With all this said there are a few criticisms I feel need to be pointed out that didn’t sit well with me. Jackie Weaver overdid it as Alice’s overbearing mother. So much so, I was thankful she was barely in it. Also as much as I respect and enjoy Colin Farrell as an actor his accent for this film was terrible! His voice went from a scratchy and sleazy Chicagoan to an Irish man trying to hold down a fake American accent too many times. It was distracting me from what was otherwise a wonderful performance. I get it, accents aren’t easy, but I need to be honest here. Otherwise, the witty dialog in general and intensely moody score by movie music master Hans Zimmer rounds out the film overall and elevates it beautifully.

Widows is packed with crowd pleasing action, audience gasping twists and some fantastic payoffs that must be enjoyed on the big screen! The acting from all the women especially Davis and Erivo are incredible. This is what I would call an entertaining, feminist heist film! Oceans 8 eat your heart out! There are even a few laughs sprinkled in between all the dread and complicated topics. The nature of modern political dynasties, gender roles expectations, police racism and socioeconomic inequality are all addressed in between the grand scheme being carried out. Only McQueen could touch on so much and seamlessly integrate it all into the main story without it feeling too preachy or excessive. Finally! A Steve McQueen film worth revisiting!

Minor spoiler alert: Rest assured the little dog is ok throughout the film. Veronica carries that little floof everywhere she goes. As a fellow pet lover, I can’t stand to see animals injured in any way on film.


“Your not lost Clara Stahlbaum. Your place is here” The Nutcracker and the Four Realms Film Review

“Your not lost Clara Stahlbaum. Your place is here” The Nutcracker and the Four Realms Film Review


Now that Halloween is behind us, ’tis the season for festive films coming to theatres! As always Disney starts it off with their latest The Nutcracker and the Four Realms. Based on the traditional story we know and love this film provides us with a sequel of sorts as we follow Clara Stahlbaum as she sets off into a big adventure to find herself in the Four Realms.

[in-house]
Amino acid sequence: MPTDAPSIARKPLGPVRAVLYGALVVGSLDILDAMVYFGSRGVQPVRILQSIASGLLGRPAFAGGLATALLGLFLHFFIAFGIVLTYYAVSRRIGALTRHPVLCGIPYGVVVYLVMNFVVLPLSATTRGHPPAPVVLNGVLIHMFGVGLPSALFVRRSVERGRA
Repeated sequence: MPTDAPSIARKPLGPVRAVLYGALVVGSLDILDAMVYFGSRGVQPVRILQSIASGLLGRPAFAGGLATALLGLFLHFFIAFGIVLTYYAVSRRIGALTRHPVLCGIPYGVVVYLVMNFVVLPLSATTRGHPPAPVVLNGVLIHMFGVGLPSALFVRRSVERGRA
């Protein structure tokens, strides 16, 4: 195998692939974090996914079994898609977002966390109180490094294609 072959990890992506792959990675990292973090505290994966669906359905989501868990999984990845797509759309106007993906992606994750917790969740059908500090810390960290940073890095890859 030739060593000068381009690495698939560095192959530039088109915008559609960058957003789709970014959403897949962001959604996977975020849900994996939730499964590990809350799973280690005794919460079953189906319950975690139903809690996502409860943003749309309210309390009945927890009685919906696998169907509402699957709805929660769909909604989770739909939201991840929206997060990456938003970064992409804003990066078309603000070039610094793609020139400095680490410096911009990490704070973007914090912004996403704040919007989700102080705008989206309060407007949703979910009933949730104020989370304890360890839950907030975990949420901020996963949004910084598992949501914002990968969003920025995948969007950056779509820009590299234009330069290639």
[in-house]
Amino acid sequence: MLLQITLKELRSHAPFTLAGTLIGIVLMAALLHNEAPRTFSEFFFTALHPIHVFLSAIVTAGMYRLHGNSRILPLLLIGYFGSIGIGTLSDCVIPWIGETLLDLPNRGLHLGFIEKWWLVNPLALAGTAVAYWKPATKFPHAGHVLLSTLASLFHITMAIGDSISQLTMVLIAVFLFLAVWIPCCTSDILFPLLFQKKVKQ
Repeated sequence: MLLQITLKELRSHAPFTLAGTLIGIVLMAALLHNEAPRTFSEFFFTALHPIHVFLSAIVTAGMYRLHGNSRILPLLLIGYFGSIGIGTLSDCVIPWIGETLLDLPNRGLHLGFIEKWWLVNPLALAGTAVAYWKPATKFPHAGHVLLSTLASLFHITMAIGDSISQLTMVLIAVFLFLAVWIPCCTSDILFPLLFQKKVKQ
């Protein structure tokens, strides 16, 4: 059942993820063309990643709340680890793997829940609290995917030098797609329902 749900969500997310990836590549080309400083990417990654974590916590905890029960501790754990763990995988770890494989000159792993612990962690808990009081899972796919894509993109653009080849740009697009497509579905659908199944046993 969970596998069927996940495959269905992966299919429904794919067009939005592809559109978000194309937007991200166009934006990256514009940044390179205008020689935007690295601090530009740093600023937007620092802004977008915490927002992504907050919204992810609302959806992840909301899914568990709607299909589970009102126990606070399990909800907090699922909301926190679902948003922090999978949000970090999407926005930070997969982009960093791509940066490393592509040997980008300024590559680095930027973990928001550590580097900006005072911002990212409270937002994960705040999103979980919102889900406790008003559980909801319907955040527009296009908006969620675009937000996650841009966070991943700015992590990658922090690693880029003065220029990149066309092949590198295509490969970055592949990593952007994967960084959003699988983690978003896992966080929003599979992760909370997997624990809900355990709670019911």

This film picks over the original The Nutcracker and the Mouse King story written by E.T.A. Hoffmann in 1816 and the famous ballet The Nutcracker adapted by Alexandre Dumas in 1892 and creates a completely new adaption with a lot less Nutcracker. From my understanding, this story is possibly based years later from the original story. Marie has passed away. Her children Louise, Clara, and Fritz and her widowed husband now remain trying to make the best of the Christmas season without her.

It’s Christmas Eve, and each family member is mourning differently. Fritz seems too young to grasp what’s taken place really. Louise, the oldest is trying to stay strong and help her father who is insisting they carry on like normal and keep up with appearances. Clara, played by Mackenzie Foy, however, is the middle child and struggling. She is clever like her mother was and it’s assumed this made her relationship with her unique.

The film starts with Clara building a mouse trap with Fritz using the laws of physics. She’s known in the family for being able to tinker with things and figure them out. Without her mother, she feels lost and out of place. The relationship in general between the children and the father seems cold and distant. I understand that is the tone we’re supposed to gather in the beginning due to what has happened in the family. However I found throughout the film it doesn’t get warmer.


Right before their party, they are all given gifts from their late mother. Clara is given a mechanical egg of some sort but not the key to open it. She is upset by this and storms to her room. There she finds a note written by her mother that simply states “Everything you need is inside.” This upsets Clara more until she finds the letter “D” on the egg which means Drosselmeyer (played by Morgan Freeman) made it and can possibly help her open it. It so happens it’s his party they’re attending, and he is Clara’s Godfather, a clockmaker and inventor.

Morgan Freeman as Drosselmeyer seems a bit out of place only because everyone in the film has English accents and Clara’s mother Marie was originally his ward. However, throughout the film, I appreciated the amount of diversity found in the overall cast.  During the party he has the children all follow strings that lead them to their individual gifts. Clara follows her golden thread to the coveted key she is seeking. It promptly disappears and leads her into a strange and parallel world called Christmas Tree Forest. It is here she meets the Nutcracker Philip (played by English actor Jayden Fowora- Knight) who accompanies Clara in her search for the key as she discovers the Four Realms.